Soaring house prices boost inheritance tax receipts
Estates in London and the south-east paid almost half of the country’s inheritance tax bill in 2013-14 because of rising house prices, which mean an increasing number of people are being hit by the death duty.
The data, which underscore the government’s heavy reliance on London to fill state coffers, show the capital and the south-east contributed 49 per cent of IHT collected during the year to April 2014, HM Revenue & Customs said on Friday.
Meanwhile, official forecasts suggest the proportion of estates liable for the death duty will reach 8.3 per cent — rising above 8 per cent for the first time since 1976 — because of a lengthy house price boom that is showing signs of slowing since the Brexit vote.
Properties, household savings and stocks, bonds and other financial securities make up the bulk of assets on which inheritance tax is levied. Among all estates that paid inheritance tax in 2013-14, 36 per cent of assets were held in UK housing and 30 per cent in securities.
Governments of all colours have responded to public dislike of IHT and taken steps to reduce the reach of the tax in recent years.
But others argue the opposite. Owen Smith announced on Wednesday that, if elected Labour leader, he would favour reversing the inheritance tax cut announced in last summer’s Budget.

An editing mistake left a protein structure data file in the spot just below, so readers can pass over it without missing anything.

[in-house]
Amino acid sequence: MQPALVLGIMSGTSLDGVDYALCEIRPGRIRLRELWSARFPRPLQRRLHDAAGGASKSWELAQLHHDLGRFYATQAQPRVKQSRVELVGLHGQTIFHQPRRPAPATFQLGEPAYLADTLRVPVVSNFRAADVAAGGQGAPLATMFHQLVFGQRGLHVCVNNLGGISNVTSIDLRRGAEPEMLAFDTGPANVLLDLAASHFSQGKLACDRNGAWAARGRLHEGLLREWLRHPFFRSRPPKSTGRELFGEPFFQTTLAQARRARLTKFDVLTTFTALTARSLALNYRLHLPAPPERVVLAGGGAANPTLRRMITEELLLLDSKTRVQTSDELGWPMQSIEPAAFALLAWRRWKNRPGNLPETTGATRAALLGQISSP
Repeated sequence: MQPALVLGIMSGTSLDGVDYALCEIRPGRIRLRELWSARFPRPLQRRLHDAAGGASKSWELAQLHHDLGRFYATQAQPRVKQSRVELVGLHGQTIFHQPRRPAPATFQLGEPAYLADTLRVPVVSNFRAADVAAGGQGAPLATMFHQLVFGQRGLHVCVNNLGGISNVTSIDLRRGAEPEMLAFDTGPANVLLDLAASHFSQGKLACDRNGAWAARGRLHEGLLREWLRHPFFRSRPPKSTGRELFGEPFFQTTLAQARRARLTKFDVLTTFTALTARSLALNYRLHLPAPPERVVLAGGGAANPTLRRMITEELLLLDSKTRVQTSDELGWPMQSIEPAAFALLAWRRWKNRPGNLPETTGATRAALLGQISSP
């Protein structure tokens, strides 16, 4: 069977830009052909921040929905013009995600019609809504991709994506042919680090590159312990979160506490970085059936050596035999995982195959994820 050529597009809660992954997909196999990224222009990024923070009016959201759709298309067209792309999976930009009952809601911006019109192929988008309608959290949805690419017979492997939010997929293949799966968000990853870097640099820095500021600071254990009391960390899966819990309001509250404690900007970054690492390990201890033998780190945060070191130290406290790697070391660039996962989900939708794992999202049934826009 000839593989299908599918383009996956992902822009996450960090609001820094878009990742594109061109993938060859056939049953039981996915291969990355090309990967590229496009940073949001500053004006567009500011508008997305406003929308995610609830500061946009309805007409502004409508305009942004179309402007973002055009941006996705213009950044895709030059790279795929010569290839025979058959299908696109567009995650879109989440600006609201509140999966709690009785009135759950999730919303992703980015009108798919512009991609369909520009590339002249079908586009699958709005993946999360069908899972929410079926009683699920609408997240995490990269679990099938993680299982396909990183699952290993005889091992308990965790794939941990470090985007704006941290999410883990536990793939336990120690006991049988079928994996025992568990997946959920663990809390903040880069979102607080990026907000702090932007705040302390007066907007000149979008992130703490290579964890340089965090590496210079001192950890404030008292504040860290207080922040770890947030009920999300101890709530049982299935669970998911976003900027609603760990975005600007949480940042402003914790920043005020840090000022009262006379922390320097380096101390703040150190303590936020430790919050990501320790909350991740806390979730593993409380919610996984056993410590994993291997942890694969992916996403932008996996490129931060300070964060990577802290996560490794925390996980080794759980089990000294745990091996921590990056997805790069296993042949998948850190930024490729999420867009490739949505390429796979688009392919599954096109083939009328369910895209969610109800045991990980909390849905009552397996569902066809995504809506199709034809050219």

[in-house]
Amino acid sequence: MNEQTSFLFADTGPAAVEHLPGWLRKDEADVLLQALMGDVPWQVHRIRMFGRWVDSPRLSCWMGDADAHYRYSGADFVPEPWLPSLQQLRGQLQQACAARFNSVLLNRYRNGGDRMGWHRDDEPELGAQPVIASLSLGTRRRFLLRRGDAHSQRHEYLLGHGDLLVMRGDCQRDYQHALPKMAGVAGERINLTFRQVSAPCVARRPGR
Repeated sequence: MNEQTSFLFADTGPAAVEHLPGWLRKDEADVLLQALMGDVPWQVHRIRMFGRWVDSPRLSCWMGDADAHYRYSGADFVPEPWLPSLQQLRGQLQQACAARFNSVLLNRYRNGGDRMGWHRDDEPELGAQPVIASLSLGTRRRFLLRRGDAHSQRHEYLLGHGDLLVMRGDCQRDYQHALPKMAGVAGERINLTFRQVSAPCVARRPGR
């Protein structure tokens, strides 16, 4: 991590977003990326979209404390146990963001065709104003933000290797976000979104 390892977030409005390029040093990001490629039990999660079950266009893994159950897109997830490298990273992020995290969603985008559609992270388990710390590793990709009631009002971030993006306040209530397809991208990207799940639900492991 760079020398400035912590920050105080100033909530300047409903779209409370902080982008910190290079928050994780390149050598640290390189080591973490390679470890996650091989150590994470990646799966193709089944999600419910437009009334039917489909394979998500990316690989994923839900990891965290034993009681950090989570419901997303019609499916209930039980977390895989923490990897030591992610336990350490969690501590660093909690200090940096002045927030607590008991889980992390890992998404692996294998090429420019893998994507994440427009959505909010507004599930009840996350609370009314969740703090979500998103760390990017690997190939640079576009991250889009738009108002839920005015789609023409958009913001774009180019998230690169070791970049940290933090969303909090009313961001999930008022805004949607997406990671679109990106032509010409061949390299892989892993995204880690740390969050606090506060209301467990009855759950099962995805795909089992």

Stuart Adam, of the Institute for Fiscal Studies, said there were principled arguments for both points of view.
Inheritance tax can be seen as double taxation and it hits people more if they want to provide for their children than if they spend the money themselves. But if the tax were not there, children of wealthy parents would enjoy tax-free transfers, exacerbating inequalities of opportunity.
The existing tax has many problems. Once described by economist John Kay and former Bank of England governor Mervyn King as “a tax that favours the healthy, wealthy and well-advised”, it is described by Mr Adam as being “shot through with loopholes and not that effective at redistributing wealth”.
A comprehensive review of the UK tax system, headed by Nobel Prize winner James Mirrlees, suggested there is a case for either extending the tax to capture more fully transfers between generations — including gifts during life — or removing the tax altogether.
As it stands, only a small minority of estates pay the tax. Tax specialists point out that the majority of people who complain about it will never pay it.
“It is an aspirational tax,” said Andrew Hubbard, a former tax inspector who now works for accounting firm RSM, who also believes changes governments make to IHT tend to be politically, rather than fiscally, motivated.
Gifting and investment reliefs allow the affluent to sidestep the tax
“It makes relatively little revenue for the government but generates a lot of public interest,” Mr Hubbard said.
“Raising the bar for homeowners to £1m [in the Budget last July] was a masterstroke, when in reality the chances of the surviving spouse still living in a £1m home are low. People downsize.”
The £4.8bn that the government is set to raise from IHT this year is a tiny fraction of forecast total tax receipts of £716.5bn, according to OBR forecasts.
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